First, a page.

Tai Chi- Extract Health Benefits From The Martial Arts

Tai Chi- Extract Health Benefits From The Martial Arts

The internal Chinese martial art, Tai chi or Tai Chi Chuan is practiced for defence training and extracting health benefits. It is a self-paced martial art of mild physical exercise. The theory of “supreme ultimate” (Taiji/Tai) is common in both Confucian and Taoist philosophies. It signifies the fusion of Yin and Yang energies into a solo Ultimate, the Taijitu symbol denotes the same.


Tai Chi in Beijing, China.

The philosophy of Tai Chi is if an individual utilizes solidity to oppose violent force, then both parties will be injured to some degree. The injury is the innate consequence of brutal forces colliding. The Tai Chi philosophy is in agreement with several other philosophical principles of the Chinese practices like those of Confucianism and Taoism.
The Tai Chi training encompasses five elements – sanshou, nei gung, tui shou, solo hand routines and Weapons. It is alleged that concentrating the mind purely on the actions of these five elements restores the condition of mental lucidity and calmness. In addition to stress management and massive health advantages, Tai Chi programs are taught in medical schools, hospitals, clinics, senior homes, and within the community.

The study of Tai Chi Chuan program includes the following three facets:

Martial art: The ability to utilize Tai Chi as a self-defence form during a combat, weighs the understanding of a student studying the martial arts program. It is the learning of suitable responses in reaction to external stimulus or forces. It is the study of being compliant to an incoming attack and behaving positively to refute the opposing force. Tai Chi is a highly challenging martial art and requires rigorous training.

Meditation: The cultivation of concentration and tranquillity through the meditative phase of Tai Chi Chuan is essential in maintaining optimal health. It is important to remember that Tai Chi is a gentle style martial art in its application.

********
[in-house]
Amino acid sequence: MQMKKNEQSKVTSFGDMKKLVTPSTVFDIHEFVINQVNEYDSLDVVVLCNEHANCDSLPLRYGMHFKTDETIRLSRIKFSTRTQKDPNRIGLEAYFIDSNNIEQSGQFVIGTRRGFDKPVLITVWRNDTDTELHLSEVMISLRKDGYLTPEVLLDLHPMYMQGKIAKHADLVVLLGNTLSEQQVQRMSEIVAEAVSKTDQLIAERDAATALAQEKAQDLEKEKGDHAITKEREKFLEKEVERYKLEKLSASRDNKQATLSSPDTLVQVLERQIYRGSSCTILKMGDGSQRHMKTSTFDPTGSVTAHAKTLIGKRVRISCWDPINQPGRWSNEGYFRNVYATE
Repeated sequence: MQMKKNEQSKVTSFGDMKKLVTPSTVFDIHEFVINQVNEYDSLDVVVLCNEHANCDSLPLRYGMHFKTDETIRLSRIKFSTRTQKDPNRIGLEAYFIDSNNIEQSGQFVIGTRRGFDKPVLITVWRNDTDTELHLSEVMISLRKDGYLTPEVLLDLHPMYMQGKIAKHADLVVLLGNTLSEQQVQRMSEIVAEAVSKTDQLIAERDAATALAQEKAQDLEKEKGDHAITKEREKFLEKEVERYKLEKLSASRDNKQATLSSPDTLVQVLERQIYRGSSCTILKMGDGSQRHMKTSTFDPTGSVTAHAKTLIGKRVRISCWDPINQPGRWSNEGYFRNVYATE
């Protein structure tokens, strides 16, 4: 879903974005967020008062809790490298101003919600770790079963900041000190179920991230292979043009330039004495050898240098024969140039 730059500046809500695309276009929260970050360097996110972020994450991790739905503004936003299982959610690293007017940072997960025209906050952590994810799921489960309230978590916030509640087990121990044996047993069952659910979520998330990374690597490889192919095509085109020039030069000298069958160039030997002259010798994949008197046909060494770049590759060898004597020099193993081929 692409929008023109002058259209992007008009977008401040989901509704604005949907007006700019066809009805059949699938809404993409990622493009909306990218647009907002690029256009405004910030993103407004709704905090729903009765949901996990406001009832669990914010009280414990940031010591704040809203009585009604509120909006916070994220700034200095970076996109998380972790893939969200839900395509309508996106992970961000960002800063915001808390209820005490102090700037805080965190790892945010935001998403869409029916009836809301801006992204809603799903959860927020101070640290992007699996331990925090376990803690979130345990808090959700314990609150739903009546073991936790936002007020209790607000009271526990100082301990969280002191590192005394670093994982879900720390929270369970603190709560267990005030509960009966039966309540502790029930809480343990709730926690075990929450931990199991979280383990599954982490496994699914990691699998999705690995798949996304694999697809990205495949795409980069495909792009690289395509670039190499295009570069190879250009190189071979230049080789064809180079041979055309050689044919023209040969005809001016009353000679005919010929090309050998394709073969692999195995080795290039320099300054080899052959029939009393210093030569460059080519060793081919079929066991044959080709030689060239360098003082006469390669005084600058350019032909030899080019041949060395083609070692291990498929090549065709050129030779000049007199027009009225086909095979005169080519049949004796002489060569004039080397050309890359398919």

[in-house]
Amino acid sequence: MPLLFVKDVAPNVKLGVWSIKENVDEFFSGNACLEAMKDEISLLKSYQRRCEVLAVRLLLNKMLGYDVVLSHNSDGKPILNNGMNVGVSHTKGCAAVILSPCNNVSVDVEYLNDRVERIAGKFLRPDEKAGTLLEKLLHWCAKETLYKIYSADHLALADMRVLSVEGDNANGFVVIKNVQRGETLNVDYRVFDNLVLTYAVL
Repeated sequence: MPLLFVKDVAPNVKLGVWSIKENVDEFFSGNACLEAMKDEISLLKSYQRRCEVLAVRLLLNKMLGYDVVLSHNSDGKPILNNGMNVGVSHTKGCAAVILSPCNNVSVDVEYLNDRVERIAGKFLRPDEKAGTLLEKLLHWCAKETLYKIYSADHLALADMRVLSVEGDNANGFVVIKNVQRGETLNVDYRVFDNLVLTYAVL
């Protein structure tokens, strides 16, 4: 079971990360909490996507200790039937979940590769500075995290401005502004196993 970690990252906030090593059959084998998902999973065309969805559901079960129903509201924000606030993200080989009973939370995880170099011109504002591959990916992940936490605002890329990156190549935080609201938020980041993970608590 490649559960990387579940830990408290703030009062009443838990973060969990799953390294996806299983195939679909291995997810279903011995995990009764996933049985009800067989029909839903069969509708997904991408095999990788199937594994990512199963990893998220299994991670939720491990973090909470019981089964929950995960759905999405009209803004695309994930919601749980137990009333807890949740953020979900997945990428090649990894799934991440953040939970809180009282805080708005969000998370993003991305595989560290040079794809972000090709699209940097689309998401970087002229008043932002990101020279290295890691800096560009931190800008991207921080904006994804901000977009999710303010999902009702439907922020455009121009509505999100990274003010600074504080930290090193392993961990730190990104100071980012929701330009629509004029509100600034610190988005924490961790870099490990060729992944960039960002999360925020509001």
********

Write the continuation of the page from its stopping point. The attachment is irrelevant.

Morning Tai Chi in Suzhou, China.

Health: An unhealthy individual may find it challenging to meditate a calm mind, and to liberate the physical impact of stress on the mind and body, practising Tai Chi is crucial. For those eager to learn the martial art, good physical fitness is a step forward to effective self-defence.


Often referred as Tai Chi Chuan, the gentle martial art gained recognition only in mid 1800s. The first ever reference of Tai Chi was mentioned in the journals by the royal court scholar Ong Tong. Upon witnessing and experiencing a manifestation by Yang Lu Chan, the father of the Yang family style of martial art, he wrote: “Hands holding Taiji shakes the whole world, a chest containing ultimate skill defeats a gathering of heroes.”

The five traditional schools of Tai Chi styles were named after the originators of these styles, and include:
•    Chen-style from Chen Wangting (1580–1660)
•    Yang-style from Yang Lu-ch’an (1799–1872)
•    Wu/Hao style from Wu Yu-hsiang (1812–1880)
•    Wu-style from Wu Ch’uan-yu (1834–1902) and his son Wu Chien-ch’uan (1870–1942)
•    Sun-style from Sun Lu-t’ang (1861–1932)

Today, numerous new and hybrid styles, including branches of the main styles have evolved. Nonetheless, these contemporary styles find their origins in any of these established groups. Furthermore, these five traditional styles are recognised globally as the mainstream styles. Other important styles involve Fu style and Zhaobao Tai Chi

Training and Method:

The basic training encompasses two fundamental features: ch’üan/ quán (solo form) and tui shou (varied styles of pushing hands).
Ch’üan solo form involves a sluggish series of movements that accentuates an erect spinal cord, abdominal breathing and a normal array of activity.
Tui shou utilizes varied styles of pushing hand movements and is employed for Tai Chi training involving a partner and in a more realistic approach.
Tai Chi’s primary feature depends on the sensitivity of the opponent’s movements and the centre of gravity ordering appropriate responses. A student of Tai Chi is taught to capture and effectively respond to the opponent’s centre of gravity, upon immediate contact.

Benefits of Tai Chi:

Today, Tai Chi is actively taught to patients recuperating in hospitals or clinics. Young and old alike are taught the advantageous martial art within the community. Wondering why it is gaining popularity? The simple health benefits imparted by Tai Chi are:

•    Reducing depression and anxiety
•    Lowering blood pressure
•    Improving muscle strength, body balance and flexibility
•    Improving the quality of sleep
•    Enhancing endurance, energy and agility
•    Alleviating chronic pain
•    Perpetuating the feelings of well-being
•    Improving cardiovascular health in senior citizens
•    Reducing falls in aged adults


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